Members of the UN International Maritime Organisation on April 13 struck a deal to halve carbon dioxide emissions from shipping by 2050 in a deal that will force the industry to redesign fleets.
"The initial strategy envisages for the first time a reduction in total GHG (Greenhouse Gas) emissions by at least 50% by 2050 compared to 2008," the IMO said in a statement.
Major shipping nations such as Saudi Arabia and the United States had objected to earlier drafts in two weeks of discussion at the 173-member organization based in London.
Some countries such as the Marshall Islands, which are at risk of rising seas but are also a major flag state, had wanted a stronger commitment and the EU wanted a 70% to 100% cut.
But the agreement was widely hailed by stakeholders.
"This is a ground-breaking agreement -- a Paris agreement for shipping -- that sets a very high level of ambition for the future reduction of carbon dioxide emissions," the International Chamber for Shipping's secretary general Peter Hinchliffe said.
"We are confident this will give the shipping industry the clear signal it needs to get on with the job of developing zero carbon dioxide fuels so that the entire sector will be in a position to decarbonize completely," he said.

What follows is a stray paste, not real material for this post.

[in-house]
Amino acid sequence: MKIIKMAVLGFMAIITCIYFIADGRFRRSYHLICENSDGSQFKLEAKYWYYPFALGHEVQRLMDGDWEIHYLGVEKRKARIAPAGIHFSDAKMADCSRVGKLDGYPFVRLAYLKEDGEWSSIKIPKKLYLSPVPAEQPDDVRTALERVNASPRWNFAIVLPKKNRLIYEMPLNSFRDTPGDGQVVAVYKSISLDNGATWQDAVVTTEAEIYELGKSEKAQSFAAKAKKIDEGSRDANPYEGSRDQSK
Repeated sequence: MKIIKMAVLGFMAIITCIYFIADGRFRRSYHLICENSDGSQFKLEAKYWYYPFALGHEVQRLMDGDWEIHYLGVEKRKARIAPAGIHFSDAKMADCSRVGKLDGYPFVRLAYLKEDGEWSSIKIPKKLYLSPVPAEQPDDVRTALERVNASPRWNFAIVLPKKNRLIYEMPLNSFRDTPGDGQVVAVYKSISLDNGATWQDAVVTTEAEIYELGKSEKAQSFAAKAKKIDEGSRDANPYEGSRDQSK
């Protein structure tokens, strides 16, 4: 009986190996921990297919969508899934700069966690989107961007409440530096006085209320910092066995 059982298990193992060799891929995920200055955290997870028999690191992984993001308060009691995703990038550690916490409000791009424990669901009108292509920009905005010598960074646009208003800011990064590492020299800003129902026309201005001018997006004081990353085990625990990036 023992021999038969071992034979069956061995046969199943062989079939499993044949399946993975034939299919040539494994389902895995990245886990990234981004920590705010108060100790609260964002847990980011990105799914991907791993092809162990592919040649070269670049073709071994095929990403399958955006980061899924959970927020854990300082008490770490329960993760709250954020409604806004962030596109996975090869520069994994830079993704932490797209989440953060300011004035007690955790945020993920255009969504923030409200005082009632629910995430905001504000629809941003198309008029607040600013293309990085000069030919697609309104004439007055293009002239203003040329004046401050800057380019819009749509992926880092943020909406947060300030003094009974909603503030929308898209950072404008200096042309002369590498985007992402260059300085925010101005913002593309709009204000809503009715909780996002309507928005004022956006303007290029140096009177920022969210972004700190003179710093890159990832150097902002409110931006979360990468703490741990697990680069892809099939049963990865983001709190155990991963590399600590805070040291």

Marshall Islands President Hilda Heine also praised the deal.
"Today the IMO has made history. While it may not be enough to give my country the certainty it wanted, it makes it clear that international shipping will now urgently reduce emissions and play its part in giving my country a pathway to survival," she said..
Maersk, the world's largest container shipping company, tweeted: "We were pushing for stronger targets but still a great step that IMO seeks to halve the shipping sector's greenhouse gases by 2050".
Shipping and aviation are two sectors that were not covered by the United Nations climate agreement, a deal struck in Paris in 2015 to cap global warming at "well under" 2.0 degrees Celsius by the end of this century.
The aviation sector reached an emissions plan two years ago but shipping has taken longer because its reliance on long-distance ships that run on bunker fuel makes it harder to cut carbon.
Shipping accounts for around 2% of global carbon emissions and that share could rise to around 15% if left unchecked, according to the World Bank.
The Climate Action Network said the deal was "a welcome first step".
Some environmental groups have warned that a 50% cut may not be enough to keep global warming below 2.0 degrees Celsius.
Britain's Shipping Minister Nusrat Ghani said the deal was a "watershed moment".
"We will work with fellow member states to ensure the shipping industry makes the transition to zero emissions ships as quickly as possible," she said.
By Dario Thusurn